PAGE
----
When Rogers was first drafted, some considered him a future ace. At the time, that may have bode true, but after all these injuries he’s gone through, I don’t know if he’ll ever reach that point. That’s not to say he can’t be a solid two or three starter, because his stuff is definitely still there. But now I’m doubting he’ll ever be that true No. 1.

> Gomez is getting far more playing time than Nyjer Morgan nowadays, which I love to see. He’s hitting just .247, but is starting to show that power stroke everyone has been waiting for. With Morgan likely gone next year, I’m excited to see what kind of numbers Gomez will put up as a full-time center fielder.

THE NEWS

> The Brewers might not shut down Mike Fiers. They’ve been going back and forth on the decision regarding shutting him down, and have gone back to the good side.

If the Brewers do decide to shut down Fiers, it likely wouldn’t be until late September. But even Fiers himself has said he “feels fine” and would like to pitch the rest of the year.

> Ron Roenicke is going to stick with Weeks in the two-hole in the lineup. Weeks is just 8 for his last 50, but did get an RBI today.

> Vin Scully, the best sportscaster in history, is coming back to announce Dodgers games in 2013.

> The Orioles acquired Joe Saunders from the Diamondbacks. Not exactly the ace arm they were looking for, but we’ll see if he can help them with a playoff run.

> Roger Clemens went 3 1/3 innings in his first start with the Sugar Land Skeeters yesterday. He needed just 37 pitches and gave up no runs.

THE NUMBERS

> Rogers got his second consecutive win after the bullpen seemingly wouldn’t let him find one for a few starts.

> Jonathan Lucroy went a perfect 3-for-3, raising his average to .333.

> The Brewers have made five errors in their last two games. Whoever was saying defense has been a high point this year apparently jinxed it.

> Here are the probables for the upcoming Cubs series:

Marco Estrada (1-5, 4.23 ERA) vs. Justin Germano (2-3, 4.54 ERA)

Yovani Gallardo (13-8, 3.62 ERA) vs. Travis Wood (4-10, 4.76 ERA)

Mike Fiers (7-6, 2.98 ERA) vs. Jeff Samardzija (8-11, 4.09 ERA)

THE EXTRAS

> Yes. Yes we were.

But, according to this magazine, ESPN has the Packers going 16-0 and winning the Super Bowl. I’d take that.

> Wouldn’t you hate to play for a team called the “Sugar Land Skeeters?”


Marcum gets screwed over in return

August 26, 2012

POSTGAME

> It looked like Shaun Marcum was going to have a solid return from the disabled list tonight, but his defense had other ideas in the Brewers’ 4-0 loss to the Pirates. All four runs came in the fifth inning, none of them charged to Marcum.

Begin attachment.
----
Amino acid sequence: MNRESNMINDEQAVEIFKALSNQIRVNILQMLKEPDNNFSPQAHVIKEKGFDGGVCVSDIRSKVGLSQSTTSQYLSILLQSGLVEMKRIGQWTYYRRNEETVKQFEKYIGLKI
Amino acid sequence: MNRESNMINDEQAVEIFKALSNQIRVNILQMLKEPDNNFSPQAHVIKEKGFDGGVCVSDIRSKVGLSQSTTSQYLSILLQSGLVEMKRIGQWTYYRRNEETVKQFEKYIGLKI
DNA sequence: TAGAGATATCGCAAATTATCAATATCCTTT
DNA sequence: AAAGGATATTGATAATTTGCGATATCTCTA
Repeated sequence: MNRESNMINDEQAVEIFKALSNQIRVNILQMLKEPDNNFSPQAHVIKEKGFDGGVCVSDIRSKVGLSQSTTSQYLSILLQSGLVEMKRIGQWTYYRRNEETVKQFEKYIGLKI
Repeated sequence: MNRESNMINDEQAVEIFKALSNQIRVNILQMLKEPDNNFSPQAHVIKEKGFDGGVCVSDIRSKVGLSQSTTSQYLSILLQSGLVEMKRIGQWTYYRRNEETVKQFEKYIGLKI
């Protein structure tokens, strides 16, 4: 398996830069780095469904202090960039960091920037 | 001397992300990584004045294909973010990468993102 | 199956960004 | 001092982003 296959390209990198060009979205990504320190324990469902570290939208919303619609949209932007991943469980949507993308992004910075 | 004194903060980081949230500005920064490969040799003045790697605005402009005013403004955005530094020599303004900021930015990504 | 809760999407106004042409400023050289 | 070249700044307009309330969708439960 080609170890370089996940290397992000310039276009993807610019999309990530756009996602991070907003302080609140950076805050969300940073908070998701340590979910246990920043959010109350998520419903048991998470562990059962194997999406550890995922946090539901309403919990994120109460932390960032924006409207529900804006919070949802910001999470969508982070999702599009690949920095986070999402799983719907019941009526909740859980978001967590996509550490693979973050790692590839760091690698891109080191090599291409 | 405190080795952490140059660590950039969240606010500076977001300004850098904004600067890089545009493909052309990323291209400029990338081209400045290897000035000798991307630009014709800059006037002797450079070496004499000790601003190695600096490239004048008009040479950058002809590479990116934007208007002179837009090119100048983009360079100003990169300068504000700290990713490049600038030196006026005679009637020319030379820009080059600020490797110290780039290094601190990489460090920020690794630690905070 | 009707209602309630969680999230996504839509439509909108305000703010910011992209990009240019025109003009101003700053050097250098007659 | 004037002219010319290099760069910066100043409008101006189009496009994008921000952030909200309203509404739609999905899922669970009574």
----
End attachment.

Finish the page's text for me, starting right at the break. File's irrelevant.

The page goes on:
Carlos Gomez started the inning by dropping what would have been a routine line drive out, and instead allowed Neil Walker to reach. Of course that run had to come around to score, as Michael McKenry doubled two batters later. Then Marcum let his frustration get to him, allowing three straight RBI hits to Jeff Karstens (the pitcher), Jose Tabata, and Travis Snider.

The Brewers never really posed much of a threat against Karstens all night. They got back-t0-back singles against him in the eighth inning before he left with an injury, but the Pirates’ bullpen bailed him out.

MY TAKE

> I haven’t seen anything in Jeff Bianchi. He got two hits in final two at-bats tonight, but had been 0-f0r-18 prior to that. He also made an error behind Marcum (he should have had three errors, actually). One of them came when he completely missed a cut-off throw from Norichika Aoki (it wasn’t the greatest throw, but there’s no reason he couldn’t have caught it) in the third inning. Then he botched another cut-off throw in the fifth, which definitely should have been an error. The only error he was actually charged with was a Yuniesque play in which the ball went under his glove on a routine play.

In other words, he’s basically been a Brooks Conrad 2.0. Maybe Jean Segura was unavailable tonight (or Ron Roenicke was giving him a “breather”), but I don’t want to see much more of this guy at shortstop.

> Marcum didn’t throw the ball too bad at all for his first start since June. He gave up a few hard-hit balls here and there, but definitely didn’t deserve this fate.
THE NEWS

> Bullpen coach Lee Tunnell is confident that John Axford will get back to his former self eventually.

“It’s a different thing [making adjustments] here than in A-ball. I think he’ll get it figured out. There’s flashes of it. His last three games were pretty solid, so it’s just a matter of staying locked in, I think.”

“If he goes through this tough year the right way, it’ll help him the rest of his career. Look at how he got to us- he has resilience. He has that in his personality.”